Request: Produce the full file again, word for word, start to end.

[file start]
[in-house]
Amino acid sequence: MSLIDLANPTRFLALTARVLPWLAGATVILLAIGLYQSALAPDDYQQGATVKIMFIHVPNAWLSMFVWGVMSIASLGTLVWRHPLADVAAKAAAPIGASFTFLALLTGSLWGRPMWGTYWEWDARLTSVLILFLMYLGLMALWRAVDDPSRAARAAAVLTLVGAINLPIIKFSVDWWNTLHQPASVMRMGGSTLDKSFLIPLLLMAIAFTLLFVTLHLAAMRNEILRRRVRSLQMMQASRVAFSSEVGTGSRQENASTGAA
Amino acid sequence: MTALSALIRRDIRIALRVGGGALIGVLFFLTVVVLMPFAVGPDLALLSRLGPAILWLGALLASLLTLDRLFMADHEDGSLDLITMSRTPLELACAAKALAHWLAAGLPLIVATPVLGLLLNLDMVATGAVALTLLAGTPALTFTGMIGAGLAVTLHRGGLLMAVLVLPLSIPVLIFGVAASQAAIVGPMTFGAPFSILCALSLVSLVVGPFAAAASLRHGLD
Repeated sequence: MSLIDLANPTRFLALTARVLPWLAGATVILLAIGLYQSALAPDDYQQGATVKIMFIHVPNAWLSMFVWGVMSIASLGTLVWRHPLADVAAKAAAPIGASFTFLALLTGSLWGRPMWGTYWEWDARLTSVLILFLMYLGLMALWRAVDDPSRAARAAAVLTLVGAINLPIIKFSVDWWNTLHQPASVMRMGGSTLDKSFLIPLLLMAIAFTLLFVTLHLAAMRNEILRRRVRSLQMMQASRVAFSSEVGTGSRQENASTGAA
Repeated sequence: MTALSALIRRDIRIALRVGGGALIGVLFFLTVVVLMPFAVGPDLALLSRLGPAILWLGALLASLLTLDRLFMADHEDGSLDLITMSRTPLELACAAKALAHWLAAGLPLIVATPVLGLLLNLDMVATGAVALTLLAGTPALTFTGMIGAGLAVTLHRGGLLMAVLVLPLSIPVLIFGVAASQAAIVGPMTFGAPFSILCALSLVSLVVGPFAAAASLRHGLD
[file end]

[in-house]
Amino acid sequence: MSLIDLANPTRFLALTARVLPWLAGATVILLAIGLYQSALAPDDYQQGATVKIMFIHVPNAWLSMFVWGVMSIASLGTLVWRHPLADVAAKAAAPIGASFTFLALLTGSLWGRPMWGTYWEWDARLTSVLILFLMYLGLMALWRAVDDPSRAARAAAVLTLVGAINLPIIKFSVDWWNTLHQPASVMRMGGSTLDKSFLIPLLLMAIAFTLLFVTLHLAAMRNEILRRRVRSLQMMQASRVAFSSEVGTGSRQENASTGAA
Amino acid sequence: MTALSALIRRDIRIALRVGGGALIGVLFFLTVVVLMPFAVGPDLALLSRLGPAILWLGALLASLLTLDRLFMADHEDGSLDLITMSRTPLELACAAKALAHWLAAGLPLIVATPVLGLLLNLDMVATGAVALTLLAGTPALTFTGMIGAGLAVTLHRGGLLMAVLVLPLSIPVLIFGVAASQAAIVGPMTFGAPFSILCALSLVSLVVGPFAAAASLRHGLD
Repeated sequence: MSLIDLANPTRFLALTARVLPWLAGATVILLAIGLYQSALAPDDYQQGATVKIMFIHVPNAWLSMFVWGVMSIASLGTLVWRHPLADVAAKAAAPIGASFTFLALLTGSLWGRPMWGTYWEWDARLTSVLILFLMYLGLMALWRAVDDPSRAARAAAVLTLVGAINLPIIKFSVDWWNTLHQPASVMRMGGSTLDKSFLIPLLLMAIAFTLLFVTLHLAAMRNEILRRRVRSLQMMQASRVAFSSEVGTGSRQENASTGAA
Repeated sequence: MTALSALIRRDIRIALRVGGGALIGVLFFLTVVVLMPFAVGPDLALLSRLGPAILWLGALLASLLTLDRLFMADHEDGSLDLITMSRTPLELACAAKALAHWLAAGLPLIVATPVLGLLLNLDMVATGAVALTLLAGTPALTFTGMIGAGLAVTLHRGGLLMAVLVLPLSIPVLIFGVAASQAAIVGPMTFGAPFSILCALSLVSLVVGPFAAAASLRHGLD